Banshee, Ep. 2.08: “Evil for Evil” disrupts the status quo

Banshee - 2.08

Banshee, Season 2: Episode 8 – “Evil for Evil”
Written by Doug Jung
Directed by Loni Peristere
Airs Friday nights at 10 on Cinemax

All season long, Banshee has been – wait a second! Is that a bottle of Pappy Van Winkle!? Robert Quarles would certainly be satisfied with Sugar’s stock.

Back after the first three episodes of this season aired, I wrote about a handful of things that the series had been doing right – things that elevated it way beyond passively entertaining television. One of the small pockets of story that hadn’t been explored that much was how Emmett’s character fit in among everyone else. Both of Doug Jung’s scripts, though, seem to have anticipated that question and answered it with an exclamation point. Whether or not Emmett is really gone now after leaving his badge and tag at the station doesn’t affect how resonant his story in “Evil for Evil” is. The plot device that gets him from point A to point Z might be a common contrivance – a loved one gets attacked – but it’s executed in the typically brutal way that Banshee emphasizes the horror of violence. While there’s been plenty of cathartic brawls throughout the series, Emmett repaying evil with evil is as no-nonsense as any fight has been on Banshee. When his brass knuckles connect with the targeted chest, a wave of understanding rushes over his face, brought out to perfection by Demetrius Grosse, who gets his moment to shine in this episode just as Trieste Kelly Dunn did earlier in the season. What has Banshee done to this man? It isn’t the place to raise a child, he tells us. But that realization/admittance is acted upon too late. Now, the only scenario might be to leave the town behind. There are certain triggers that can make physical outbursts like this uncontrollable. When it was just Emmett having to put up with racist bullshit last week, that was fine. He got his blows in and winked it off. But as soon as someone takes it too close to home, the capability of shrugging something away is lessened drastically. Seeing Emmett’s wife get assaulted is horrible to witness. What’s even more horrible is trying to get into the mindsets of the perpetrators and then Emmett in the aftermath. Banshee is a town full of repression, and this is what it looks like when it is released in full.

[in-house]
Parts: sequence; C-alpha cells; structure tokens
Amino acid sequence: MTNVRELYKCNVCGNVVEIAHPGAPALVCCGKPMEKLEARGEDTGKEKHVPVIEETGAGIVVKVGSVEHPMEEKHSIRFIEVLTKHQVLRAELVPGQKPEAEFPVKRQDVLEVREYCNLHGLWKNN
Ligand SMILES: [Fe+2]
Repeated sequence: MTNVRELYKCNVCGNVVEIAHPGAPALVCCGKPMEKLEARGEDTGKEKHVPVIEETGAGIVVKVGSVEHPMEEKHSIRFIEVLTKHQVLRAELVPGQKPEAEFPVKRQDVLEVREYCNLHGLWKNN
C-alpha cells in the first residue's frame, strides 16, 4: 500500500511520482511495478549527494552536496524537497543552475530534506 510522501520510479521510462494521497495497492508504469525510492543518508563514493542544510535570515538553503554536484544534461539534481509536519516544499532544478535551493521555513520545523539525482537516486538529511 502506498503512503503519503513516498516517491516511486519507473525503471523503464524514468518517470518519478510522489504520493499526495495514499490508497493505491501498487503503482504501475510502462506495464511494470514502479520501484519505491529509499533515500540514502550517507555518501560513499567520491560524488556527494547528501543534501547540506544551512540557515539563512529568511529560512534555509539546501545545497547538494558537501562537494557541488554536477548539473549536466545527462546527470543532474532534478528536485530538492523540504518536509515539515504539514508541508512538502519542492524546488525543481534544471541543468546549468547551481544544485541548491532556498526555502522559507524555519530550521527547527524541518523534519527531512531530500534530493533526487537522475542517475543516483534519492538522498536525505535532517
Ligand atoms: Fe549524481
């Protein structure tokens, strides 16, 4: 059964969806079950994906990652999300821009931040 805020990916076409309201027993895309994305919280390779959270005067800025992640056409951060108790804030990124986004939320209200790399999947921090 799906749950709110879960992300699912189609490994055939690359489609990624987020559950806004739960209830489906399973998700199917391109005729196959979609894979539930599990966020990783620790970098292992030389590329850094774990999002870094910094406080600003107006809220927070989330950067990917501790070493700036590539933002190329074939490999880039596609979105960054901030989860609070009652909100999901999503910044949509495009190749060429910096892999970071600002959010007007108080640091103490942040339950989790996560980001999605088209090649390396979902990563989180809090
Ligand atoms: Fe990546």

On a less depressing note, “Evil for Evil” is an absolute game-changer as far as Proctor is concerned. Of the many things I was hoping to see before the end of this season, Proctor getting thrown behind bars was at the top of the list after the idea was given legitimacy in last week’s episode. It’s not that we don’t want to see him wreaking havoc on his enemies; it’s that we need to see that Hood is capable of doing that kind of police work, even if he bends and breaks some rules in the process. Everyone from the late mayor to Gordon to Brock to countless others has been trying to pin something – anything – on Kai. Finally, Hood gets the warrant he needs to put Proctor away. There’s still two episodes left in the season, so we may very well see Proctor on the outside again before this is all done, but knowing that Banshee can follow through on threads like this is important for establishing its credibility, which is constantly in question. These characters don’t need to act within the totally realistic confines of our world, but there needs to be some sort of grounded order that can allow for someone like Proctor to be punished and held accountable.